Air Transport World

Alitalia's rosy dream for cargo: a full belly in passenger aircraft.

Alitalia's rosy dream for cargo: A full belly in passenger aircraft

Airlines generally agree that there is good money to be made in freight carried aboard passenger aircraft. Freight doesn't have to be pampered, wined and dined, and doesn't complain if the staff forgets to smile. Best of all, it commands a higher price than passenger traffic does.

But there's a problem: figuring the profit that cargo and freight earns in a mixed operation, one that carries both goods and passengers. The freight doesn't move free, of course. There are identifiable costs, such as those for personnel in administration, sales and handling, for the fuel needed to carry the extra weight, for investments in facilities and equipment, and for the tracking of shipments from time of acceptance until delivery. These are easy to isolate. However, allocating the appropriate share of the cost of overhead and aircraft is trickier, and different airlines have different formulas. Depending on how the numbers are played, one comes up with various versions of what it takes to make freight profitable.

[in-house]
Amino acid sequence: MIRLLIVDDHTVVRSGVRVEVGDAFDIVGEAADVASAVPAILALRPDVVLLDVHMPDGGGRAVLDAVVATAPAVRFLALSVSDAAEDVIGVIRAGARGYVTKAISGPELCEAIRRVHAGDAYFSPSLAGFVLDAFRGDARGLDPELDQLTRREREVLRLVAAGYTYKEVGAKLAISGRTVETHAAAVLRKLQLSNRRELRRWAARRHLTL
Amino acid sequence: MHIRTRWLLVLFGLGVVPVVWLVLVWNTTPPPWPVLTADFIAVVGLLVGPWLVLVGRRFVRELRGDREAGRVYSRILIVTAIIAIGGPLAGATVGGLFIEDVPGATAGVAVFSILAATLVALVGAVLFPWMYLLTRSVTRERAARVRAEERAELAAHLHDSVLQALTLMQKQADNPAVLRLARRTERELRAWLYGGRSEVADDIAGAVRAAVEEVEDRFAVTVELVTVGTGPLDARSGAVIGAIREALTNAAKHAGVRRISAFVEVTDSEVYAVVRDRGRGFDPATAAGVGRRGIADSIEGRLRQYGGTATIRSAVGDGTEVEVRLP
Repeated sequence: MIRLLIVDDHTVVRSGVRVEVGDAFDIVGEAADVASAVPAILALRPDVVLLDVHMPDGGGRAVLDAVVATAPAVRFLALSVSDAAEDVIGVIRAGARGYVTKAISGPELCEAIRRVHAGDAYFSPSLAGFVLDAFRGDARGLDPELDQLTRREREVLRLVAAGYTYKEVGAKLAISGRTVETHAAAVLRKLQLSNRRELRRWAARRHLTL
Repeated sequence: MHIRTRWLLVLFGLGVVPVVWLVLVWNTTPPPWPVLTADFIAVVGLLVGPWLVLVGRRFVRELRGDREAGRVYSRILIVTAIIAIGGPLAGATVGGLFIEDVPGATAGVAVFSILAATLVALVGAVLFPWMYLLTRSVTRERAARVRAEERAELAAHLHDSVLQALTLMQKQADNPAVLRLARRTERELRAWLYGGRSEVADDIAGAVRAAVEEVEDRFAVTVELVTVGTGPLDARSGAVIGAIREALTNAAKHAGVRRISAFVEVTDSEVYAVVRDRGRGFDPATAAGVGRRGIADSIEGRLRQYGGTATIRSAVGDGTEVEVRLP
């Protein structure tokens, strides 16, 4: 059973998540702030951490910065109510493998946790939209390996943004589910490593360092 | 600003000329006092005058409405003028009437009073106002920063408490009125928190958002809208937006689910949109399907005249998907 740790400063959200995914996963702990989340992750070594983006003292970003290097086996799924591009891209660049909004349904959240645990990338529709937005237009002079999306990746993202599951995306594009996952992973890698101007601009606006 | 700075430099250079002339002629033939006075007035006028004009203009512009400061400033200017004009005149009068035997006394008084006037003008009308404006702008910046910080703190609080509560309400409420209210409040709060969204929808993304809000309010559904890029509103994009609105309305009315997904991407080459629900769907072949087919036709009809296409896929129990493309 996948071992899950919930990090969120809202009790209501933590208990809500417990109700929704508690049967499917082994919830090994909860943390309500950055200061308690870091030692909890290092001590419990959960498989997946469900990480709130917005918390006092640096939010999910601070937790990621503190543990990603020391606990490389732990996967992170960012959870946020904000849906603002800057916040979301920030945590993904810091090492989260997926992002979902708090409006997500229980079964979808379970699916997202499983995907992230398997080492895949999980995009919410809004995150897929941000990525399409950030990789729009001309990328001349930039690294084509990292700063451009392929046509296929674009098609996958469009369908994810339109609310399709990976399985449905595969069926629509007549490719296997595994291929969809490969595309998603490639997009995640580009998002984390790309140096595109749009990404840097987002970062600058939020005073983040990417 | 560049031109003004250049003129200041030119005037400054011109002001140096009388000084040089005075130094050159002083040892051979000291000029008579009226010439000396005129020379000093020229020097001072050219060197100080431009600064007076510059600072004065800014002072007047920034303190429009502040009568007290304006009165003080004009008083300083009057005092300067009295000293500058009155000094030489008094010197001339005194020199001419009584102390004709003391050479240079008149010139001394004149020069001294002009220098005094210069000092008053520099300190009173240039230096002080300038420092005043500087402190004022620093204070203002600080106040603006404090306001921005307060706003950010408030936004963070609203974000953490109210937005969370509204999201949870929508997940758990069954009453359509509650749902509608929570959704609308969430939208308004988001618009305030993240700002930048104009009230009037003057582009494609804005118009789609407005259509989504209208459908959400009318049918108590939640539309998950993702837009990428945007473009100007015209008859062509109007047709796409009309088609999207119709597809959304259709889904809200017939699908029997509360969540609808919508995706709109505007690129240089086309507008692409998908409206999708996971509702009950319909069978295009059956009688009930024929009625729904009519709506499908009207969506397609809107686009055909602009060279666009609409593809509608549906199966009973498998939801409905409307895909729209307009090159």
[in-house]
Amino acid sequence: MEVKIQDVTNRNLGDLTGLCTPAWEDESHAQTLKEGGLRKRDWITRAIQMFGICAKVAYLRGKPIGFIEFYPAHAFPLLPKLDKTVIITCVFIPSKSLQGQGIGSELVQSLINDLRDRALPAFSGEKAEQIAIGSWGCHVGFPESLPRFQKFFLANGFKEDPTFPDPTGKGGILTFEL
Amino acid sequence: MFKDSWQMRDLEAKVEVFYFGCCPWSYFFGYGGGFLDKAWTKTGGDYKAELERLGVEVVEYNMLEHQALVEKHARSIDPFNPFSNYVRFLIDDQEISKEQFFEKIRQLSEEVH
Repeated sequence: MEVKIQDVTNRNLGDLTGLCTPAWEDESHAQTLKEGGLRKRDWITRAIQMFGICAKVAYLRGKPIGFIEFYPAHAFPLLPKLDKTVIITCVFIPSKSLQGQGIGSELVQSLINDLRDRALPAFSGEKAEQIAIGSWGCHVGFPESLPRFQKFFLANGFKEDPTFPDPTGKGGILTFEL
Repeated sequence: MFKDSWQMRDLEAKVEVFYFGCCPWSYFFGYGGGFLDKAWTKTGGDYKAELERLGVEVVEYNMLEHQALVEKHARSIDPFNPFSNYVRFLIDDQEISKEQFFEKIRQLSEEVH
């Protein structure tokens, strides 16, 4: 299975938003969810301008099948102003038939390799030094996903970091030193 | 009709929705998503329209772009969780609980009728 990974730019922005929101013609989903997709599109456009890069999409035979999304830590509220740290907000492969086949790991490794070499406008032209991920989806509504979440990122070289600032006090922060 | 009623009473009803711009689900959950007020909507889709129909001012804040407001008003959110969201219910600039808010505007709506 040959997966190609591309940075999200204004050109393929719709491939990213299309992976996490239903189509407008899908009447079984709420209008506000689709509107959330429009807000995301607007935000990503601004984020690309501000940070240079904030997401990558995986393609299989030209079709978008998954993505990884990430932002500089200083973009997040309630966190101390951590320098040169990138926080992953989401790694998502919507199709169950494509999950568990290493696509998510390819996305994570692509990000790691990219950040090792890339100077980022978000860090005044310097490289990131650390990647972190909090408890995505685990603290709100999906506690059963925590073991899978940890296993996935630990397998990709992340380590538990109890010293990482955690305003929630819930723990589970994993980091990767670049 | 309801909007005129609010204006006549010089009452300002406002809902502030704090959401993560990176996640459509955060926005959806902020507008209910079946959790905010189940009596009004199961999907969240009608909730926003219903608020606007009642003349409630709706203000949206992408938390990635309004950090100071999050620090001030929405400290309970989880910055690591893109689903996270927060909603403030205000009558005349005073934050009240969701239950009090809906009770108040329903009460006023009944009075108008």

Highlighting freight

There's the rub, says Ferdinando Rodriquez, head of cargo marketing services at Alitalia. Says Rodriquez, too many airlines regard freight revenues as marginal. They base their aircraft calculations on passenger revenues, and any income that freight brings in above the incremental cost of servicing it is considered pure profit. …

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